DNV GL Secures Multi-Million GBP Contract for Statoil …

first_imgDNV GL, February 6, 2014 Print  Close My location zoom DNV GL UK has secured the third party ICP (Independent Competent Person) multi-million GBP contract, related to compliance with UK Offshore Regulations for the Statoil Mariner project.The award is the culmination of two years’ of project FEED support, assisting Statoil in developing Performance Standards and the Written Scheme of Examination (WSE) under the UK Offshore Safety Case Regulations for the Production Drilling Quarters (PDQ), Subsea, Umbilical’s, Risers & Flowlines (SURF) and the Floating Storage Unit (FSU).The Mariner Field is located on the East Shetland Platform of the UK North Sea, approximately 150km east of the Shetland Isles. The project is the largest new offshore development in the UK in more than a decade, with production expected to start in January 2017. The field is estimated to produce for 30 years, with average production of around 55,000 barrels of oil per day over the plateau period from 2017 to 2020. The project will involve DNV GL offices world-wide and draw on integrated services of third party verification, classification and consultancy; with the majority of the design review work being undertaken in London where the three main design subcontractors reside.Hari Vamadevan, Regional Manager UK and Southern Africa said the project is complicated as it involves many contractors working across multiple countries. “The commercial and technical support teams in the UK and Korea worked hard to explain to all the project stakeholders the role of ICP and Class in UK waters which was critical to securing the contract. This project will continue to cement DNV GL’s position as the verification and classification company for the North Sea, and open more opportunities for us in the future.” 此页面无法正确加载 Google 地图。您是否拥有此网站?确定last_img read more

Report says Kitimat BC airshed can accommodate oil gas smelter industries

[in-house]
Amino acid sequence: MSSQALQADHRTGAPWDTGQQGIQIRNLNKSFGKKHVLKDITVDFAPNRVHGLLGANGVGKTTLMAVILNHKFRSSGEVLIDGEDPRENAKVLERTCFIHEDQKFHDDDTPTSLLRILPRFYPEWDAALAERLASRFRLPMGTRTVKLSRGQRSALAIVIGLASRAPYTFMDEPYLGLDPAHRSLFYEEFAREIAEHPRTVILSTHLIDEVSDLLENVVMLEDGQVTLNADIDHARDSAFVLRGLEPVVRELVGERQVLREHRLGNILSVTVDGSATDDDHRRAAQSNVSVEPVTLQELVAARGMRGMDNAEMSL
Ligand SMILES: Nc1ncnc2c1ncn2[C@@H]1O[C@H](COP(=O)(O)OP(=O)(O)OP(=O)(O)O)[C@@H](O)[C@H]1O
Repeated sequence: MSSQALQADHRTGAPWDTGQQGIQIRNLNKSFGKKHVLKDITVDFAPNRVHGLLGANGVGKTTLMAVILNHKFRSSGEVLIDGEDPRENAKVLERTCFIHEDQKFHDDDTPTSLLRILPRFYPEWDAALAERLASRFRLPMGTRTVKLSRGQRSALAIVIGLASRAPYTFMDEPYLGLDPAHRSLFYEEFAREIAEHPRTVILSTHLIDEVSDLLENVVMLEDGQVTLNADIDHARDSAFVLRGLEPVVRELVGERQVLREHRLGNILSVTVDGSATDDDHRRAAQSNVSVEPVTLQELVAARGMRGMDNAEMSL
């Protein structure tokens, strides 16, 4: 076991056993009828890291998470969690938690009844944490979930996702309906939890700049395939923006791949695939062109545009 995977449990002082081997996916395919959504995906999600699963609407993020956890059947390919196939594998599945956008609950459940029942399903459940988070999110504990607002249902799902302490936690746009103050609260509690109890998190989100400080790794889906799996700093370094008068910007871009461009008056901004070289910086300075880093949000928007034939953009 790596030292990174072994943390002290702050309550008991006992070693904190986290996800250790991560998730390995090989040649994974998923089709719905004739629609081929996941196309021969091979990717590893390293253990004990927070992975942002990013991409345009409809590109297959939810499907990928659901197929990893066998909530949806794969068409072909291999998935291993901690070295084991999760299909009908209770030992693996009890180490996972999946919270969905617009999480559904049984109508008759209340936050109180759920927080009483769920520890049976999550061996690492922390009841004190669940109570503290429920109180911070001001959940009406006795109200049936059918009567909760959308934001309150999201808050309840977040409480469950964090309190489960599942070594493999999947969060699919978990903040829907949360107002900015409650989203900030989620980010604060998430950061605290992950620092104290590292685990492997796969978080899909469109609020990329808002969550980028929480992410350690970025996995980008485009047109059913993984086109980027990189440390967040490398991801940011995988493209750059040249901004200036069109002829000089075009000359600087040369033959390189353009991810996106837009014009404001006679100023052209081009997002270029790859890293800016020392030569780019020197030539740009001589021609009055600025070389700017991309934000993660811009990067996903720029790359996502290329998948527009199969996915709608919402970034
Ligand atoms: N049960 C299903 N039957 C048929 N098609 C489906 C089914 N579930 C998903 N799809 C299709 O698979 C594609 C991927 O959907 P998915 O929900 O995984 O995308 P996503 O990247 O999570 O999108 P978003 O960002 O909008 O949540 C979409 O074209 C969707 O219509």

Report says Kitimat, B.C., airshed can accommodate oil, gas, smelter industries VANCOUVER – Kitimat’s air, water, land and residents can handle prospective oil, gas and aluminum industry expansions in the area, says a British Columbia Environment Ministry report released Friday.Environment Minister Mary Polak said the government-funded, independent report concludes that with the proper management, Kitimat’s airshed can safely accommodate industrial growth.Polak said as long as companies use world-leading emission standards, sulphur and nitrogen oxide levels will be significantly reduced and industrial expansion can be managed.The airshed assessment looked at Rio Tinto Alcan’s existing smelter and its upgrade project, a proposed oil refinery, four proposed liquefied-natural-gas facilities, the BC Hydro gas turbine facility, and the predicted increase in marine shipping.“The study tells us that with proper management there is significant capacity in the Kitimat airshed to safely accommodate industrial growth, while still protecting human health and the environment,” said Polak at a news conference. “This report is helping shape management strategies to protect air quality, human health and our overall environment.”Scientists and environmentalists have expressed concerns about emissions from the proposed LNG plants in Kitimat, which is located in a tunnel-like valley, near Douglas Channel, and off the north coast.Last fall, SkeenaWild Conservation Trust, an environmental organization concerned about wild salmon, released a report that estimated three proposed Kitimat LNG plants will burn 2.5 times more natural gas than is consumed in Metro Vancouver annually.The Liberal government provided $650,000 last October to study industrial development in the area and the potential impacts of air pollution.That prompted Prof. Douw Steyn of the University of B.C.’s earth, oceans and atmospheric sciences department, to state that business, government and the community must have a better idea of the area’s environmental capabilities before massive development occurs.Clean Energy Canada spokeswoman Merran Smith said burning natural gas to make LNG elevates levels of air pollutants that create acid rain and worsens asthma and respiratory illnesses.Smith said Kitimat’s pollution problems would be greatly reduced if the government required the proposed LNG plants to use electric power instead of natural gas.“If the industry moves forward with proposals to build gas-fired LNG plants in Kitimat, more people are at greater risk of getting sick more often,” said Smith in a statement.“Proponents can largely eliminate this threat — reducing air emissions by 70 per cent — by powering their plants with electric drives running on locally generated, renewable energy. Industry needs to step up to the plate. Kitimat already has a smog problem. There is simply no need to make it worse.”Polak said the study focused on nitrogen and sulphur oxide emissions and did not examine potential greenhouse gas emissions associated with the proposed LNG plants. She said plans to measure and control GHG emissions associated with global warming will be in other government reports and initiatives, but she did not elaborate.The airshed report examined potential health and environmental impacts in the area surrounding Kitimat, Kitamaat Village, Gitg’at, Hartley Bay and Terrace.Polak said the report found low environmental impacts associated with nitrogen dioxide levels, but some increased levels of sulphur dioxide soil contamination and the potential danger of acidification in seven of the area’s more than 300 lakes.B.C.’s lone Green Party MLA Andrew Weaver said the study indicates that increases in sulphur and nitrogen oxides will create human-health hazards.He said the government is trying to protect its LNG goals by downplaying the report’s findings.“They are trying to paint what is actually a dire conclusion in good light to avoid undermining their LNG dreams,” Weaver said in a statement.“The study undeniably concludes that if you put four LNG plants into Kitimat you will have critical impacts on human health.” by Dirk Meissner, The Canadian Press Posted Jul 18, 2014 12:50 pm MDT AddThis Sharing ButtonsShare to TwitterTwitterShare to FacebookFacebookShare to RedditRedditShare to 電子郵件Email read more